Is it any wonder that the teacher contract negotiations have gone the way they have? I've been thinking a lot about this whole issue lately, as I am a public school teacher, it directly affects me. Like any system, I'm starting to understand its intricacies the longer I'm a part of it. Here, to my knowledge, is how it works.
There are three players in this game, the BC government (the Ministry of Education), the school districts (the employer) headed up by the school boards/trustees and superintendent, and the employees (ie teachers, EAs, and support staff). The contract negotiations that are currently ongoing are between the teachers and their employer, the school district. It seems so simple when you look at things in terms of the work that is done, the wage and benefits that are asked for, the working conditions that are required to facilitate a healthy state of education. But there is a third player in this game who is really holding all of the cards. The government. It is the government that determines the funding that school boards receive. The government has stated that funding has increased every year, while enrollment has decreased. But a closer look at the numbers reveals that funding has not kept up with inflation, has not kept up with the mandates that the government places on the schools for things like carbon offsets. Not only that, but funding was changed in 2002 from a program-and-cost based formula to a capped-student based funding formula. There is a certain cost associated with simply operating a system, regardless of enrollment. Funding has not kept up with this.
I say this not because I want to educate you, or to sway you to care about the state of the public education system in BC, though believe me, I do. I say this because learning how the system works has helped me understand why my employer acts the way they do.
The School Act, a piece of legislation that governs the way education works in BC, states that school boards must not present a deficit. Every year the government states how much funding each school district will receive, and every year the boards are required to submit a balanced operating budget to the Ministry by June 30. Boards who present a deficit risk being fired by the Ministry (don't ask me how that works, since the trustees are elected officials). This is what is currently at issue in the Cowichan Valley (news article here). So, in order to comply with the funding that the Ministry determines, school boards are often left to make whatever cuts they can, be they education support workers, teacher librarians, or school psychologists, to name a few. If you ever wonder why it can take years for a student with learning needs to be assessed and receive the support they need to be successful, look no further than the school psychologist whose hours have been cut. You may argue, well why can't it be done without a school psychologist, or without a special education teacher? If the child is not assessed in the proper way, then there is no funding for their specific need. Things need to be done by the book - we have to account for the tax payer's money. Not that the funding will only go towards their needs. Maybe a balanced budget means that schools will run more classes at over capacity so that they can hire less teachers. After all, funding is determined by the number of students. This is why schools are trying to expand their international students programs - more money in the coffers. This is why schools try to attract students from other districts - more students, more money. It's a business.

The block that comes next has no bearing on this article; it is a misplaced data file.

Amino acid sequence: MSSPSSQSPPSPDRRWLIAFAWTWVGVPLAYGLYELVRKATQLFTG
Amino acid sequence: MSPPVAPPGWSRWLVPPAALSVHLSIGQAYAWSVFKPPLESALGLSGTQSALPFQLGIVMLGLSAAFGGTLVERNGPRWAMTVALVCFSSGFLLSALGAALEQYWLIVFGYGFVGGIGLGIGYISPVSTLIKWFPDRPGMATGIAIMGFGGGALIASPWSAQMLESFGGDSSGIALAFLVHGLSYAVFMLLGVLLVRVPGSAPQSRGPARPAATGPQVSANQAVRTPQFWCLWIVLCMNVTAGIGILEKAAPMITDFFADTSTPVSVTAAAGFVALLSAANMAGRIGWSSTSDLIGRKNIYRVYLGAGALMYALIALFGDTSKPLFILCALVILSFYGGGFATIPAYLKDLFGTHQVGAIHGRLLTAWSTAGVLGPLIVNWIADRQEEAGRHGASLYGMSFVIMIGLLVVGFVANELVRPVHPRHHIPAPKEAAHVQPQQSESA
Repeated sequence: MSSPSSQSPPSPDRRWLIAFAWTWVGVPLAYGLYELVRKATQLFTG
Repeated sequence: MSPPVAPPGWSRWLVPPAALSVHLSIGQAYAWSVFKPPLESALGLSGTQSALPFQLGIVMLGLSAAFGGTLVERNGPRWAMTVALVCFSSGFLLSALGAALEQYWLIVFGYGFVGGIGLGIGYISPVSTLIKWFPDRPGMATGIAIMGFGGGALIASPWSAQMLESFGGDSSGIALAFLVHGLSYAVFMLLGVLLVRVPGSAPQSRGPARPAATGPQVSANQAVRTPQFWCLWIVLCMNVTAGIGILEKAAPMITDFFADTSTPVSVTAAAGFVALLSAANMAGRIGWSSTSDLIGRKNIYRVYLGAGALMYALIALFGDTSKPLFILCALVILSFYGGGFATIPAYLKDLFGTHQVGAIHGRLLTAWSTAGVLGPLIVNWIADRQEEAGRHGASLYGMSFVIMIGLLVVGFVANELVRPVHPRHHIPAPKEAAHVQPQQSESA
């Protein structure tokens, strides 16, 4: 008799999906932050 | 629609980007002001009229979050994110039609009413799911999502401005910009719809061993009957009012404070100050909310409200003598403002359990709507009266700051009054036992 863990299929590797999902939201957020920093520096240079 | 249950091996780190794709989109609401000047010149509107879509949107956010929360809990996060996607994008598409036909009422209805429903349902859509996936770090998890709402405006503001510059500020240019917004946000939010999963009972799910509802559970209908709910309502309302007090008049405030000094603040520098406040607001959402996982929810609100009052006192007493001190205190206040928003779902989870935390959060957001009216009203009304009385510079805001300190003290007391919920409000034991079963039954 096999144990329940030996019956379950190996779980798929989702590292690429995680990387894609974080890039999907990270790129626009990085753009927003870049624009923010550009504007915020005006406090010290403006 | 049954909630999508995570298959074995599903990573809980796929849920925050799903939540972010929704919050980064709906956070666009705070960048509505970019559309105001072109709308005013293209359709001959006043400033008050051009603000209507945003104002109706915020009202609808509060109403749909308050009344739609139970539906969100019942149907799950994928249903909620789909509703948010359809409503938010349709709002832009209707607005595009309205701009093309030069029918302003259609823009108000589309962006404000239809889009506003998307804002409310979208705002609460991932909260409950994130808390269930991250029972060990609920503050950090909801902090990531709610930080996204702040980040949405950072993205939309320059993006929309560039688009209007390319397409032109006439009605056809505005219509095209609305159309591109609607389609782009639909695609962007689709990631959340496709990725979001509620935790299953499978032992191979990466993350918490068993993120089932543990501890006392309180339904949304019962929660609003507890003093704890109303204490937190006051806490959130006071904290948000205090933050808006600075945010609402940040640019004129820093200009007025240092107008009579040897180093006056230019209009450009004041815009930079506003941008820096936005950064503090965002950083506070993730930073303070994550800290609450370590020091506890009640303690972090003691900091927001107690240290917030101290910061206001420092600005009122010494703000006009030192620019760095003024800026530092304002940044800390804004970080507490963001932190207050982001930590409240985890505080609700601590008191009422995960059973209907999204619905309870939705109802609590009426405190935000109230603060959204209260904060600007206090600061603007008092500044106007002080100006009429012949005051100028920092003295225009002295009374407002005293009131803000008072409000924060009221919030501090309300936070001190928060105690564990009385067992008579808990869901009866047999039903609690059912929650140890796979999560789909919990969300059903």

It's a business.
Should education be a for-profit business? It's a public service. Is it any wonder that we, the employer and the employee, are told to do more with less every single year. And each year, even more with even less. Is it any wonder that teachers are so enraged by the current state of education, and are unwilling to back down? Is it any wonder that the employer stands quietly by when their hands are tied by legislation?
ETA: my sources were drawn from my personal experiences, my conversations with teachers and admin, my critical reflection of the current labour dispute and various publications, including this report, which I highly recommend reading. I have not even touched on the various legislation that has broken down the state of the classroom through the removal of classroom caps, etc.